Delhi should rethink its approach to Kashmir, try to calm tensions

Kalyani Shankar 

It is indeed a significant political development in Jammu and Kashmir where prominent mainstream political parties have joined hands to demand the restoration of Article 370 and statehood. It was on August 5 last year that the Centre after beefing up army presence, detaining leaders of Kashmir’s major political parties revoked Articles 370 and 35A of the Constitution and bifurcated the state into two Union Territories. There are multiple petitions before the Supreme Court about its constitutionality.  

This is the first time in the past one year that there is an indication of some political activity. Only in March the National Conference leader Dr Farooq Abdullah had been released as also many others but still Mehboobha Mufti and a few others are under detention. This has attracted international attention on human rights abuse. 

MS Education Academy

In such situation, the Saturday statement by Dr Abdullah at the end of his first meeting with other national and regional parties including the Congress and the PDP is indeed politically significant. The joint statement said, “We are committed to strive for the restoration of Article 370 and 35 A, the constitution of J and K and the restoration of the state and any division of state is unacceptable to us. We unanimously reiterate that there can be nothing about us without us.” They also hinted at launching a joint struggle 

Also for the first time the two rivals -PDP and the NC have come together on a single platform to resume political activities. Secondly, the very fact that the state administration allowed some political activities itself is seen as significant. Only a few days ago Dr Abdullah was not allowed to hold any meeting.  But when the Centre informed the court that all these leaders are free, he cleverly called the meeting on Saturday making it a fait accompli. Abdullah claims that the Centre was trying to divide the opposition, which is why it has released some leaders and kept some others in detention. National Conference president Dr Farooq Abdullah, Congress State President Ghulam Ahmad Mir, CPI (M) General Secretary M Y Tarigami, Peoples Conference Chairman, Sajad Gani Lone and Vice President Awami National Conference Muzuffar Shah participated in the meeting. Mehbooba, who is still under house arrest has tweeted her support. 

The question is will the Centre agree to withdraw the abrogation of Article 370, which is a part of the BJP’s core agenda? The state BJP chief promptly reacted “restoration of Article 370 and 35 A are next to impossible.  And the parties planning to push them were doing nothing but day dreaming.”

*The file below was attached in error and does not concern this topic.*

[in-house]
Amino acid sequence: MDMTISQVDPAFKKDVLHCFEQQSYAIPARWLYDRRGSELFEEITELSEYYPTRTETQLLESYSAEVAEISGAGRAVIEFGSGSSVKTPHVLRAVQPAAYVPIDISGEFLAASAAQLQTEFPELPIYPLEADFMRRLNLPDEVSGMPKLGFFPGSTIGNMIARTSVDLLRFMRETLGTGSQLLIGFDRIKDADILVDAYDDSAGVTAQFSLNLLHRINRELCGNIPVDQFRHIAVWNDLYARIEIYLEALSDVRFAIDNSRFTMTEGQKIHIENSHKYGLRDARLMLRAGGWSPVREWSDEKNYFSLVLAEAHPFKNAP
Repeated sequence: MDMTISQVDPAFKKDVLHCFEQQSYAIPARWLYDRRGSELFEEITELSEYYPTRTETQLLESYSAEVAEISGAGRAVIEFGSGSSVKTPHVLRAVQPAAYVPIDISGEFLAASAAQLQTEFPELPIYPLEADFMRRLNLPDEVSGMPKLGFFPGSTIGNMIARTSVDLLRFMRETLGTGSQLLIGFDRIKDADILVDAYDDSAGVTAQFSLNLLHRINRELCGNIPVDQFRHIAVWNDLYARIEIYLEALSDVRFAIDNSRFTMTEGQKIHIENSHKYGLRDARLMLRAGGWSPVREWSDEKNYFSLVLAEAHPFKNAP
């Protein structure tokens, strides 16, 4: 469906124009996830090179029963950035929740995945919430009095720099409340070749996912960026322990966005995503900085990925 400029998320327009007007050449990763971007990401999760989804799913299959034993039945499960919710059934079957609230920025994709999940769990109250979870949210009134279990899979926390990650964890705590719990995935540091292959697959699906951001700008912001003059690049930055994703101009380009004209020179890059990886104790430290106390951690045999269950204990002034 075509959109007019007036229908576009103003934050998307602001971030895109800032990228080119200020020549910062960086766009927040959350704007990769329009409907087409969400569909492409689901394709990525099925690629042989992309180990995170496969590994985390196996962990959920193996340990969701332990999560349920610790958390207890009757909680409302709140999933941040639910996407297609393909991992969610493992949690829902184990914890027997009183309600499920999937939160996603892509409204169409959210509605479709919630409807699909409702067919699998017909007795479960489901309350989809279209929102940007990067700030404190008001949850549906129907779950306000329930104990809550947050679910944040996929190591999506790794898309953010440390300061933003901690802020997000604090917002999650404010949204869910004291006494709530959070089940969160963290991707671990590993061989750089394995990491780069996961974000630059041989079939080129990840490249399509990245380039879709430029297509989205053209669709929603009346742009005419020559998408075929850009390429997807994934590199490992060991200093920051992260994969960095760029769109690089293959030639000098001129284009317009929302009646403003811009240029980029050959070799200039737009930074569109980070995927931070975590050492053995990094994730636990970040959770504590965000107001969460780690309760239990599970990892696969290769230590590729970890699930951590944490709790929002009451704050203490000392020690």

Manoj Sinha’s appointment as the new Lieutenant-Governor, the second in the past one year, has been welcomed in political circles, as Kashmir needs a politician and not a bureaucrat now. There are many outside influences at work such as Pakistan, China and the militants.

Sinha is tasked with restoring normalcy, dealing with the political class and expedite developmental works. There is also the delimitation. The delimitation, which the BJP hopes will provide five or six more seats in Jammu, is likely to be completed only next October.  It is to be seen which comes first–the completion of delimitation or the elections.

Secondly there is political vacuum in the state that needs to be filled.

The third is holding elections. 

Manoj Sinha might take the credit for opening up the political activities in the state. Sinha knows that at some time or the other political activities must resume. The authorities claim that in the past one year the number of Kashmiri youth who have joined the militants has come down by almost 40 per cent. 

The people in Kashmir are disillusioned with the policies of not only the mainstream leadership but also the separatists. Post August, among the parties only the BJP and the recently formed Apni Party are functioning. Led by PDP dissenter Altaf Bukhari and believed to be propped up by the deep state.  

On the ground, nothing much has changed since last August.  

The people are facing a double whammy as they suffer from militancy on the one hand and the consequences of the complete lockdown in the past five months on the other. Jobs are scarce and development work has been hit. The Kashmir Chamber of Commerce claims that the loss in the past one-year has been about Rs 40,000 crore in the valley alone while about 500,000 jobs have been lost. 

For now, the authorities should release politicians still in detention and allow political activity to resume. New Delhi should also take steps to curb abuses by security forces. Although for now little suggests that the Centre will rethink its approach to Kashmir, the government should try to calm tensions. Restoring the region’s statehood, a prospect to which the Modi government has said it is open, would help. 

Kalyani Shankar is a seasoned journalist who has worked, among other organisations, with Hindustan Times. She is based in New Delhi.

Subscribe us on The Siasat Daily - Google News
Back to top button